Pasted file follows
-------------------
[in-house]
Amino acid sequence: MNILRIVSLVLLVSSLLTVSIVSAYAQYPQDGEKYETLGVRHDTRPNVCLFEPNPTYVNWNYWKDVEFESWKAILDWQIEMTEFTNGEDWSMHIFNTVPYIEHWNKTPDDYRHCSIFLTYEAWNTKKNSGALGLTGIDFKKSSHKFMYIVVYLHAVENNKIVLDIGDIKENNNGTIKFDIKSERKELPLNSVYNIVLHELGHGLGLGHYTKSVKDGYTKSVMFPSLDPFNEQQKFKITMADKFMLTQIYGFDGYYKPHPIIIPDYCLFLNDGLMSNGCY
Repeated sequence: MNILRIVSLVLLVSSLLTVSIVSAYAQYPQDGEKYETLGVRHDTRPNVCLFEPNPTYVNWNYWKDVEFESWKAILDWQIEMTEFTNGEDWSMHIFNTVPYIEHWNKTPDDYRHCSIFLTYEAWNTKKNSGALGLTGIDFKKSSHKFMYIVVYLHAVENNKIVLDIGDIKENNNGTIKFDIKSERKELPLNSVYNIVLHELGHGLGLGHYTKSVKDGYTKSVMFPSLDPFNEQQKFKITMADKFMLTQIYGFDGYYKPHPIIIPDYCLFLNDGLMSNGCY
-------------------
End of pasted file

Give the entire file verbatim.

[in-house]
Amino acid sequence: MNILRIVSLVLLVSSLLTVSIVSAYAQYPQDGEKYETLGVRHDTRPNVCLFEPNPTYVNWNYWKDVEFESWKAILDWQIEMTEFTNGEDWSMHIFNTVPYIEHWNKTPDDYRHCSIFLTYEAWNTKKNSGALGLTGIDFKKSSHKFMYIVVYLHAVENNKIVLDIGDIKENNNGTIKFDIKSERKELPLNSVYNIVLHELGHGLGLGHYTKSVKDGYTKSVMFPSLDPFNEQQKFKITMADKFMLTQIYGFDGYYKPHPIIIPDYCLFLNDGLMSNGCY
Repeated sequence: MNILRIVSLVLLVSSLLTVSIVSAYAQYPQDGEKYETLGVRHDTRPNVCLFEPNPTYVNWNYWKDVEFESWKAILDWQIEMTEFTNGEDWSMHIFNTVPYIEHWNKTPDDYRHCSIFLTYEAWNTKKNSGALGLTGIDFKKSSHKFMYIVVYLHAVENNKIVLDIGDIKENNNGTIKFDIKSERKELPLNSVYNIVLHELGHGLGLGHYTKSVKDGYTKSVMFPSLDPFNEQQKFKITMADKFMLTQIYGFDGYYKPHPIIIPDYCLFLNDGLMSNGCY